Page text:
Essence of Paris and surrounding areas
Spend your first days in Paris to take in its iconic monuments and museums and begin to take the French “air”.
Visit the city’s surroundings attractions, starting with the Versailles Palace, on to the Renaissance castle of Fontainbleau and Chartres Cathedral, one of the most awe-inspiring examples of the Gothic architectural style of the 12th and 13th centuries.
Move from there to Normandy for a stop at the port of Honfleur, the cradle of Impressionism, a real gem that has remained almost unchanged over time. Close by are the D-Day shore and Etretat, a famous seaside resort frequented by writers and characterized by its massive chalk cliffs facing the Atlantic Ocean. A little further south along the coast you will find the Abbey of Mont St. Michel standing at the center of an immense bay that witnesses the largest tidal shifts anywhere in Europe.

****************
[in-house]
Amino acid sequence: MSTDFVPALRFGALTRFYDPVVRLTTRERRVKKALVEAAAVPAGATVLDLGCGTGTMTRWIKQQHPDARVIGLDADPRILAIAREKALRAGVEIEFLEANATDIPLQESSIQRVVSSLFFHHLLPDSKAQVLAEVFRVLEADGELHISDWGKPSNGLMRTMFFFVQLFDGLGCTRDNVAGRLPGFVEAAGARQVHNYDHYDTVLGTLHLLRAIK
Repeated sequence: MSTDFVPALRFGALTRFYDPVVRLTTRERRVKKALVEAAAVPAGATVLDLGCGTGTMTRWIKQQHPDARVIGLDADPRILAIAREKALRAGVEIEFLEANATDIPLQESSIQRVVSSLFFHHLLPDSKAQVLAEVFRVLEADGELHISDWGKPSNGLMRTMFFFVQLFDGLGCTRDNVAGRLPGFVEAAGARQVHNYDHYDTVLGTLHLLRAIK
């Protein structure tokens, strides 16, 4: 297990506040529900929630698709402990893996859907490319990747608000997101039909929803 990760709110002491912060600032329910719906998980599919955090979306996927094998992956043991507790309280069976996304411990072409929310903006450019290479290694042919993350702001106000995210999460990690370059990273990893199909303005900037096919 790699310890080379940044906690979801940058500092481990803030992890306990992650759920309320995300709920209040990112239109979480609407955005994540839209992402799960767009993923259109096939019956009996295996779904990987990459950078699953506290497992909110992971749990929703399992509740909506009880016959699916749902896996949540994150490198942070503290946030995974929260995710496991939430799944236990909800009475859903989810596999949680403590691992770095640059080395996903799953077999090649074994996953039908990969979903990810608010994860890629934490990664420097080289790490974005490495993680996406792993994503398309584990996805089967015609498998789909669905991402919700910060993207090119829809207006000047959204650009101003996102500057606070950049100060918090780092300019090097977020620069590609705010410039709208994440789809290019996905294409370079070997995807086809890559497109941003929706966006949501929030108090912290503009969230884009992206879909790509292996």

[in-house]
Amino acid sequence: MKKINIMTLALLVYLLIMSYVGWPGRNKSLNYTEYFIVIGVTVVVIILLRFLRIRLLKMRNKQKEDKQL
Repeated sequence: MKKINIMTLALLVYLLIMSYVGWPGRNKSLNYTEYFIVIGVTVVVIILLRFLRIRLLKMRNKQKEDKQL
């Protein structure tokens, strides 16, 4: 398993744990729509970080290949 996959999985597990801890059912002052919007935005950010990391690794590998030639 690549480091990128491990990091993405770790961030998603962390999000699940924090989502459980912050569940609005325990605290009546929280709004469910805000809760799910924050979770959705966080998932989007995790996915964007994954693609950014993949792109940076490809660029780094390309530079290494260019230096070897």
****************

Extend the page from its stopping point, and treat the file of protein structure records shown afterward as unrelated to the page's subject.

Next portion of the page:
Loire Valley, land of wine and castles
Continue your France tour through the Loire Valley, where fairy tales sceneries abound! Visit the castles of Chambord and Chenonceau, or choose from among 300 castles in the valley. Visit the city of Bordeaux in Gironde, the most extensive wine producing region of France, home to some of the most prestigious wine labels in the world like Chateuax-Margaux and Mouton Rotchild, and enjoy a great wine tasting. Overnight near the medieval village of St. Emilion, the oldest active wine producing appellation in the Bordeaux region with a history dating back to the ancient Romans.
Carcassonne, return in the Medieval times
On your way to the south of France, a must see is the quaint town of Carcassonne, declared in 1997 as a World Heritage Site by UNESCO. An extraordinary example of fortified medieval cities, Carcassonne’s unique system of walls played a major role in the history of achieving sovereignty for the region of Languedoc.
Provence, a sensory experience
Before returning to Paris, enjoy some days in Provence, the Lavender region of France, with its mild climate, a gorgeous coastline, the charm of its cities and the high standard of its cuisine. Aix-en-Provence is a fantastic starting point to dive into the wild Camargue area, to retrace the places where Van Gogh set up his easel in Arles. Along the Rhône River make a visit to Avignon, nicknamed the “City of Popes” because of its centrally located palace that functioned for centuries as the main papal residence, will charm you with its 14th century Gothic architecture.